Read this article to learn about the social and economic bases of rise of Indian nationalism:
The second half of the 19th century witnessed he full flowering of national political consciousness and the growth of an organised national movement in India.
The year 1885 marks the beginning of a new epoch in Indian History.
Indian National Congress was founded in December 1885 by seventy-two political workers. It was the first organised expression of Indian Nationalism on an all-India scale.
The rise and growth of Indian nationalism has been traditionally explained in terms of Indian response to the stimulus generated by the British Raj through creation of new institutions, new opportunities, etc.
In other words Indian Nationalism grew partly as a result of colonial policies and partly as a reaction to colonial policies in fact, it would be more correct to see Indian nationalism as a product of a mix of various factors.
Social and Economic Bases of Nationalism:
1. Understanding of Contradiction in Indian and Colonial Interests:
People came to realise that colonial rule was the major cause of India’s economic backwardness and that the interests of the Indians involved the interests of all sections and classes. The very condition of British rule helped the growth of national sentiment among the Indian people.
2. Political, Administrative and Economic Unification of the Country:
Nationalist sentiments grew easily among the people because India was unified and welded into a nation during the 19th and 20th centuries. The introduction of a uniform and modern system of government by the British throughout the country unified it administratively.
The destruction of the rural and local self-sufficient economy and the introduction of modern trade and industries on an all- India scale had increasingly made India’s economic life a single whole and interlinked the economic fate of people living in different parts of the country. Furthermore, the introduction of the railways, telegraph and unified postal systems had brought the different parts of the country together and promoted mutual contact among the people, especially among the leaders.
3. Western Thought and Education:
As a result of the spread of modern western education and thought during the 19th century, a large number of Indians imbibed a modern rational, secular, democratic and nationalist political outlook. The spread and popularity of the English language helped nationalist leaders of different linguistic regions to communicate with each other.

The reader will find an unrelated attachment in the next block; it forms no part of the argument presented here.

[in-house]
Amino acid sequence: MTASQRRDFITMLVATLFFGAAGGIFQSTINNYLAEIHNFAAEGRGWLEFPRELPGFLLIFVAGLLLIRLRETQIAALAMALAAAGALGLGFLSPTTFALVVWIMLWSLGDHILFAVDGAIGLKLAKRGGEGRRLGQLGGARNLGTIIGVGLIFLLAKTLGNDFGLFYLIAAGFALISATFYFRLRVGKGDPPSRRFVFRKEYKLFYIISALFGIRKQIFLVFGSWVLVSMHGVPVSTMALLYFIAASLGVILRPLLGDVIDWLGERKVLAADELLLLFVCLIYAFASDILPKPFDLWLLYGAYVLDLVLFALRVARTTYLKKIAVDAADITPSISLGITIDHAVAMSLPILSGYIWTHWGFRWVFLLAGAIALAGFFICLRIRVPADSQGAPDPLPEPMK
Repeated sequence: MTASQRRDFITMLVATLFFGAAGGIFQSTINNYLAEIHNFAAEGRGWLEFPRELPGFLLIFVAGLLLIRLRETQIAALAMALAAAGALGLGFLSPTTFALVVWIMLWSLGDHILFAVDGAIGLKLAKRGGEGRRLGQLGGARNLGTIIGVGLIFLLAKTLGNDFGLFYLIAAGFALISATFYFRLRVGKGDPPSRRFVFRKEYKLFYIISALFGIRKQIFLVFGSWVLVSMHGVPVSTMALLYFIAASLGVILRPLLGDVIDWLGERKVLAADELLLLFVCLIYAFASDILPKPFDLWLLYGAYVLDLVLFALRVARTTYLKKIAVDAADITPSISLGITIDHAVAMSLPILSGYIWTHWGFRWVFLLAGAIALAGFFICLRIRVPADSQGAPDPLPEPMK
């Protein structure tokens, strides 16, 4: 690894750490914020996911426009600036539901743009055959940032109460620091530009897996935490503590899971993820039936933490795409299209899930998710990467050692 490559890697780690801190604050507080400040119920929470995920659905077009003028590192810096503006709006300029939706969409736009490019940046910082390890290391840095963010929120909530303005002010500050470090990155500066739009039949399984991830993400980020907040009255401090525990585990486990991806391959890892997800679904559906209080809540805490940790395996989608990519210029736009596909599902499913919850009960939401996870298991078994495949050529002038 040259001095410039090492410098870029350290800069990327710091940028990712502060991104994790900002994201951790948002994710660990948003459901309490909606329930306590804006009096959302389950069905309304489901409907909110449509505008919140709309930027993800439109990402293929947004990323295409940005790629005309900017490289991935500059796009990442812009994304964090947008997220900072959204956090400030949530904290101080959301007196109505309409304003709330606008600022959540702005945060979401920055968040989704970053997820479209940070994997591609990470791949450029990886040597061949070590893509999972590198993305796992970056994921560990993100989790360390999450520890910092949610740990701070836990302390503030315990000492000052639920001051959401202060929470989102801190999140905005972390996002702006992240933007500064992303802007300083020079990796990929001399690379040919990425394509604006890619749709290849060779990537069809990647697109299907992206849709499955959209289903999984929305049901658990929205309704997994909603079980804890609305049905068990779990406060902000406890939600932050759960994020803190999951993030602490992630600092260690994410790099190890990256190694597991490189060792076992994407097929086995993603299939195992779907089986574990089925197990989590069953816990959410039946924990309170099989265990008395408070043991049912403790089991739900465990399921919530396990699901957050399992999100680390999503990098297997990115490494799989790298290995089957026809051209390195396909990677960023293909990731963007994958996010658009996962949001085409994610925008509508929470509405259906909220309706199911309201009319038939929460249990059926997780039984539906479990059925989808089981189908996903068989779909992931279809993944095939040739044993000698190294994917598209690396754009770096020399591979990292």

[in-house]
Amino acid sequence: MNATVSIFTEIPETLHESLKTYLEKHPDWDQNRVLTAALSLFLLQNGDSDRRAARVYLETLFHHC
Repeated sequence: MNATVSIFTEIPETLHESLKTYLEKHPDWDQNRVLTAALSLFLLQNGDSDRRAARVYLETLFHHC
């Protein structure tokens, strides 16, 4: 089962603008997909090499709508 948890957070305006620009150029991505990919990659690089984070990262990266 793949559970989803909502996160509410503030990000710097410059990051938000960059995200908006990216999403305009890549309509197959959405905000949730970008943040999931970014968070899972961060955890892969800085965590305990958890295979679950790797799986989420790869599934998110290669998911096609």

Modern education also created a certain uniformity and community of outlook and interests among the educated Indians. This English-educated intelligentsia formed the nucleus for the newly-arising political unrest, and it was this section of the society which provided leadership to the Indian political associations.
4. Rediscovery of India’s Past.
The historical researches by Europeans scholars, such as Max Mueller, Monier Williams, Roth, Sassoon, and by Indian scholars such as R.G. Bhandarkar, R.L. Mitra and later Swami Vivekananda created an entirely new picture of India’s past glory and greatness.
The theory put forward by European scholars that the Indo-Aryans belonged to the same ethnic group of mankind from which stemmed all the nations of Europe gave a psychological boost to educated Indians. All these inspired the educated Indians with a new spirit of patriotism and nationalism.
5. Role of Press and Literature.
With the emergence of the modern press, both English and Vernacular, the latter half of the 19th century saw an unprecedented growth of Indian-owned English and Vernacular newspapers. The Indian Press played a notable role in mobilising public opinion, organising political movements, fighting out public opinions and promoting nationalism.
6. Progressive Character of Socio-Religious Reform Movements.
These reform movements sought to remove social evils which divided the Indian society; this had the effect of bringing different sections of the society together. Since many reform movements drew their inspiration from India’s rich cultural heritage, these promoted pan-Indian feelings and spirit of nationalism.
7. Reactionary Policies and Racial Arrongance of Rulers.
An important factor in the growth of national sentiments in India was the tone of racial superiority adopted by many Englishmen in their dealings with Indians. The reactionary policies of the British government were also responsible for the growth of political associations.